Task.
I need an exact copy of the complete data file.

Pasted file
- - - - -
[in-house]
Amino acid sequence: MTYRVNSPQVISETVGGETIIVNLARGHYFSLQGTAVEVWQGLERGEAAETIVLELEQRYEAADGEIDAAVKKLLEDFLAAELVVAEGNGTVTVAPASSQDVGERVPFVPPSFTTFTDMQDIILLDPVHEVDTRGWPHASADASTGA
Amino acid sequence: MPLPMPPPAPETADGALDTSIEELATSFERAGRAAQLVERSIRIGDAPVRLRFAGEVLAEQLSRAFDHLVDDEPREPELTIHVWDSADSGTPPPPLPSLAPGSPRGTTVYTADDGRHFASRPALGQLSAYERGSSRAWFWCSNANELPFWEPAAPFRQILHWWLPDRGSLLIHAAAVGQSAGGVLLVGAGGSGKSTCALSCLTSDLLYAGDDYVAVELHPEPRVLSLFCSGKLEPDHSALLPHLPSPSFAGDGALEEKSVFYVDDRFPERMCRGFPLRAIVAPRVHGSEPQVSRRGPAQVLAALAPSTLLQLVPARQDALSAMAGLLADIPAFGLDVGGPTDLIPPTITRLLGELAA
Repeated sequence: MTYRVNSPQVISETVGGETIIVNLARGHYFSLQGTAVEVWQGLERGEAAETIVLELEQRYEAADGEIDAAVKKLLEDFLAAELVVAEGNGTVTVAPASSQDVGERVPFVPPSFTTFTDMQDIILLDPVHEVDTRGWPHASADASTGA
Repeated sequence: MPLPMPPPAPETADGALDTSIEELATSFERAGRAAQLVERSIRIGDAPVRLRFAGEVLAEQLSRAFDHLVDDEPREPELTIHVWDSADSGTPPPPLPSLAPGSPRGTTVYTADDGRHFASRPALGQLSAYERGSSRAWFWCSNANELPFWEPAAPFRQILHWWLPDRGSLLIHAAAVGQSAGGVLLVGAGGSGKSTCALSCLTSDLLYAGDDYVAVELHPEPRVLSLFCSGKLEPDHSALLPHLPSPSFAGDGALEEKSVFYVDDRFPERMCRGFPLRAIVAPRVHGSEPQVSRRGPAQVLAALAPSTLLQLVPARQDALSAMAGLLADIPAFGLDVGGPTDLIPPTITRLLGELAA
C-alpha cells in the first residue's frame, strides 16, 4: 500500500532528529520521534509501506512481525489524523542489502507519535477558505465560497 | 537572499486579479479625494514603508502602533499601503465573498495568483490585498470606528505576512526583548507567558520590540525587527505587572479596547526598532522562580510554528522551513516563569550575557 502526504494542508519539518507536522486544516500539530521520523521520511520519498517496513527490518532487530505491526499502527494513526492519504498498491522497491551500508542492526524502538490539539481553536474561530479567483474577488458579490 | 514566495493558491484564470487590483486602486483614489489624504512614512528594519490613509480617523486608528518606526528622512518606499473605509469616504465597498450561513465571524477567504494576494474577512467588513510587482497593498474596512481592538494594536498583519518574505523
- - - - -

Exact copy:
[in-house]
Amino acid sequence: MTYRVNSPQVISETVGGETIIVNLARGHYFSLQGTAVEVWQGLERGEAAETIVLELEQRYEAADGEIDAAVKKLLEDFLAAELVVAEGNGTVTVAPASSQDVGERVPFVPPSFTTFTDMQDIILLDPVHEVDTRGWPHASADASTGA
Amino acid sequence: MPLPMPPPAPETADGALDTSIEELATSFERAGRAAQLVERSIRIGDAPVRLRFAGEVLAEQLSRAFDHLVDDEPREPELTIHVWDSADSGTPPPPLPSLAPGSPRGTTVYTADDGRHFASRPALGQLSAYERGSSRAWFWCSNANELPFWEPAAPFRQILHWWLPDRGSLLIHAAAVGQSAGGVLLVGAGGSGKSTCALSCLTSDLLYAGDDYVAVELHPEPRVLSLFCSGKLEPDHSALLPHLPSPSFAGDGALEEKSVFYVDDRFPERMCRGFPLRAIVAPRVHGSEPQVSRRGPAQVLAALAPSTLLQLVPARQDALSAMAGLLADIPAFGLDVGGPTDLIPPTITRLLGELAA
Repeated sequence: MTYRVNSPQVISETVGGETIIVNLARGHYFSLQGTAVEVWQGLERGEAAETIVLELEQRYEAADGEIDAAVKKLLEDFLAAELVVAEGNGTVTVAPASSQDVGERVPFVPPSFTTFTDMQDIILLDPVHEVDTRGWPHASADASTGA
Repeated sequence: MPLPMPPPAPETADGALDTSIEELATSFERAGRAAQLVERSIRIGDAPVRLRFAGEVLAEQLSRAFDHLVDDEPREPELTIHVWDSADSGTPPPPLPSLAPGSPRGTTVYTADDGRHFASRPALGQLSAYERGSSRAWFWCSNANELPFWEPAAPFRQILHWWLPDRGSLLIHAAAVGQSAGGVLLVGAGGSGKSTCALSCLTSDLLYAGDDYVAVELHPEPRVLSLFCSGKLEPDHSALLPHLPSPSFAGDGALEEKSVFYVDDRFPERMCRGFPLRAIVAPRVHGSEPQVSRRGPAQVLAALAPSTLLQLVPARQDALSAMAGLLADIPAFGLDVGGPTDLIPPTITRLLGELAA
C-alpha cells in the first residue's frame, strides 16, 4: 500500500532528529520521534509501506512481525489524523542489502507519535477558505465560497 | 537572499486579479479625494514603508502602533499601503465573498495568483490585498470606528505576512526583548507567558520590540525587527505587572479596547526598532522562580510554528522551513516563569550575557 502526504494542508519539518507536522486544516500539530521520523521520511520519498517496513527490518532487530505491526499502527494513526492519504498498491522497491551500508542492526524502538490539539481553536474561530479567483474577488458579490 | 514566495493558491484564470487590483486602486483614489489624504512614512528594519490613509480617523486608528518606526528622512518606499473605509469616504465597498450561513465571524477567504494576494474577512467588513510587482497593498474596512481592538494594536498583519518574505523